As summarised in Table 1, a number of commuting exposure assessment studies have become available in recent years but similar studies focusing at TIs are still limited. Furthermore, there is a certain longitudinal distance along the road legs from the centre of a TI that experiences increased levels of exhaust emissions due to interruptions in vehicle speed at the traffic signals. In our previous work,6 we defined this affected longitudinal length of the road as the zone of influence (ZoI) of a TI. The pollutant concentration in this zone can be many times higher compared with the rest of the route. For instance, Kim et al.7 observed that the ZoI of a 4-way TI for oxides of nitrogen (NOx) extends from −200 to 200 m from the centre of the TI under stop-and-go driving conditions. They found that about 200 to 1000 ppb of additional NOx was observed within the ZoI compared with the rest of the route length. Goel and Kumar6 found the length of the ZoI to be −11 to 134 m from the centre of a 4-way TI during multiple-stopping driving conditions. Studies assessing the ZoI for PM are currently unavailable, and hence the ZoI is estimated in this work for PM10 (≤10 μm), PM2.5 (≤2.5 μm) and PM1 (≤1 μm) under diverse driving conditions at TIs.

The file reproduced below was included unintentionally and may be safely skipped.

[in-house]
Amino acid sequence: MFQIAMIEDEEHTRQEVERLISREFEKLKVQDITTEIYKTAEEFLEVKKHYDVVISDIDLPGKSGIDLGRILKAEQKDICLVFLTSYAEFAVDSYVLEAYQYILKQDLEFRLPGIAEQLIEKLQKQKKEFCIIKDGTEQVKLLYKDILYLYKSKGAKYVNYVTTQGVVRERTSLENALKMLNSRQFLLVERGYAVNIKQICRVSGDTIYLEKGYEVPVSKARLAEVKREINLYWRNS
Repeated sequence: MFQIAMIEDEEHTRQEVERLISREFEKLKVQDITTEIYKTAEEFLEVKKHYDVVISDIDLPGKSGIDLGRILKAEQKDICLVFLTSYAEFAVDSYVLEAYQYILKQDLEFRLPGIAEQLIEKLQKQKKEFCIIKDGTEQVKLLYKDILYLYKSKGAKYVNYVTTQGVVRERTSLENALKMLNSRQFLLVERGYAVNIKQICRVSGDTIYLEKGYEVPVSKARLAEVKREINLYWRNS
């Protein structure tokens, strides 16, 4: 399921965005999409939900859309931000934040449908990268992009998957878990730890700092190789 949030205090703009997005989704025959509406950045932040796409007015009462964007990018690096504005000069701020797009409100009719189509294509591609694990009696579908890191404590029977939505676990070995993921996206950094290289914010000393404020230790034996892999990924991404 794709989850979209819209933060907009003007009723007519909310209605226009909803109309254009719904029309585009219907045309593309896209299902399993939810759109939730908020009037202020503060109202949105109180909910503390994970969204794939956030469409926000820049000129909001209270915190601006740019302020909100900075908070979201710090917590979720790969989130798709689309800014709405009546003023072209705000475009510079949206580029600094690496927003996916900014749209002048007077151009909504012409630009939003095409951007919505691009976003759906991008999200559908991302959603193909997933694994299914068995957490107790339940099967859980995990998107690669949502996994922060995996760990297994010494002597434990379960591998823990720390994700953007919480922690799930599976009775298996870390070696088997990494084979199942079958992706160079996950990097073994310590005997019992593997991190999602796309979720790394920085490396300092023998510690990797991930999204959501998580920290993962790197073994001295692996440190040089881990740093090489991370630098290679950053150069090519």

Table 1 Summary of studies on in-cabin PMCs under different ventilation settings
Study Equivalent ventilation setting Instrument City Vehicle Environment types Parameter PMC (μg m−3)
a Standard deviation. b Range.
Int Panis et al.14 Set2 TSI Dustrack 8520 Brussels Citroën Jumpy (2007) Urban area PM10 21.15 ± 4.67a
University town PM10 17.05 ± 6.72a
Rural area PM10 16.45 ± 2.62a
Weichenthal et al.15 Set2 TSI Dustrack 8520 Toronto Chevrolet garnd caravans, 2009–2012 City PM2.5 6.60 (4.68–15.9)b
Vancouver PM2.5 6.01 (1.37–10.7)b
Montreal PM2.5 13.6 (4.28–33.3)b
Suarez et al.16 Set2 Dust-Track II, 8532 Santiago Toyota Yaris (model: 2006), Subaru Forester (2000), and Subary Legacy (2005) City PM2.5 46.5 ± 20.5a
Geiss et al.17 Set2 GRIMM 1.108 Ispra 18 private cars Town PM10 48.6 (0.9–332.3)b
PM2.5 26.9 (0.9–94.4)b
PM1 22.6 (0.8–82.9)b
Gulliver and Briggs18 Set5 OSIRIS Northampton Ford Fiesta (1995) City PM10 43 ± 23a
PM2.5 16 ± 16a
PM1 7 ± 10a
Knibbs and Dear19 Set2 TSI Dustrack 8520 Sydney Mitsubishi Magna (1998) City PM2.5 27.30


Some studies have focused on in-vehicle exposure (Table 1) and fixed-site measurements of PM (Table 2) but studies covering diverse ventilation settings are yet limited. In this work, we have compared pedestrian exposure with in-vehicle exposure under five different ventilation settings. Such comparisons are important for understanding human exposure at these pollution hotspots and identify the driving and ventilation conditions that are favourable to reduce the exposure of in-vehicle occupants and passers-by at TIs.